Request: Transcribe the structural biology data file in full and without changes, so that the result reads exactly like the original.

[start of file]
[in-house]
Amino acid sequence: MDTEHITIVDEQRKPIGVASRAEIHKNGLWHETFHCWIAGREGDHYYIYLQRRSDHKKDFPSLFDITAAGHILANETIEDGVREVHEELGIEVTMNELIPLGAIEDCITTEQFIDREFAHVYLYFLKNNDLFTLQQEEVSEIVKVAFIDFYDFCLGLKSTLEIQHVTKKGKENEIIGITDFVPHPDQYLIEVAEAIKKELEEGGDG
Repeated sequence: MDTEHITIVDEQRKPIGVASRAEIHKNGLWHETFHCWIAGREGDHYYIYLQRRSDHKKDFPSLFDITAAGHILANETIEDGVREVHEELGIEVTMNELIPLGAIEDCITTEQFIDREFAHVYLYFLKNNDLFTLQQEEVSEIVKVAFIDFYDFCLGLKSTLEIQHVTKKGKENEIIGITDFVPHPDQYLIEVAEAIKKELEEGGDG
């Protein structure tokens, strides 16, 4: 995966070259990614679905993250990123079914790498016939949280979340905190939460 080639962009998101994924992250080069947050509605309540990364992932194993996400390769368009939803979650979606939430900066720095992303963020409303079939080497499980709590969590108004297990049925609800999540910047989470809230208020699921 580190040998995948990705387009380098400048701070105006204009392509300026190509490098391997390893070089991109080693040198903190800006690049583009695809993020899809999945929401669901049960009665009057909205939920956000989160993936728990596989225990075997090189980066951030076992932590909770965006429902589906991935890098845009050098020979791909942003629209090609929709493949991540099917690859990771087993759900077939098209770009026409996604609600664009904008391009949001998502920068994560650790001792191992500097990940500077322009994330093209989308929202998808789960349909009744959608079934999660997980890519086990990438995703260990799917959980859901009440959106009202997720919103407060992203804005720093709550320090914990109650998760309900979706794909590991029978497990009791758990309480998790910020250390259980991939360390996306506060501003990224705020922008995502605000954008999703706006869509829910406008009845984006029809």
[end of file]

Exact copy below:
[in-house]
Amino acid sequence: MDTEHITIVDEQRKPIGVASRAEIHKNGLWHETFHCWIAGREGDHYYIYLQRRSDHKKDFPSLFDITAAGHILANETIEDGVREVHEELGIEVTMNELIPLGAIEDCITTEQFIDREFAHVYLYFLKNNDLFTLQQEEVSEIVKVAFIDFYDFCLGLKSTLEIQHVTKKGKENEIIGITDFVPHPDQYLIEVAEAIKKELEEGGDG
Repeated sequence: MDTEHITIVDEQRKPIGVASRAEIHKNGLWHETFHCWIAGREGDHYYIYLQRRSDHKKDFPSLFDITAAGHILANETIEDGVREVHEELGIEVTMNELIPLGAIEDCITTEQFIDREFAHVYLYFLKNNDLFTLQQEEVSEIVKVAFIDFYDFCLGLKSTLEIQHVTKKGKENEIIGITDFVPHPDQYLIEVAEAIKKELEEGGDG
């Protein structure tokens, strides 16, 4: 995966070259990614679905993250990123079914790498016939949280979340905190939460 080639962009998101994924992250080069947050509605309540990364992932194993996400390769368009939803979650979606939430900066720095992303963020409303079939080497499980709590969590108004297990049925609800999540910047989470809230208020699921 580190040998995948990705387009380098400048701070105006204009392509300026190509490098391997390893070089991109080693040198903190800006690049583009695809993020899809999945929401669901049960009665009057909205939920956000989160993936728990596989225990075997090189980066951030076992932590909770965006429902589906991935890098845009050098020979791909942003629209090609929709493949991540099917690859990771087993759900077939098209770009026409996604609600664009904008391009949001998502920068994560650790001792191992500097990940500077322009994330093209989308929202998808789960349909009744959608079934999660997980890519086990990438995703260990799917959980859901009440959106009202997720919103407060992203804005720093709550320090914990109650998760309900979706794909590991029978497990009791758990309480998790910020250390259980991939360390996306506060501003990224705020922008995502605000954008999703706006869509829910406008009845984006029809």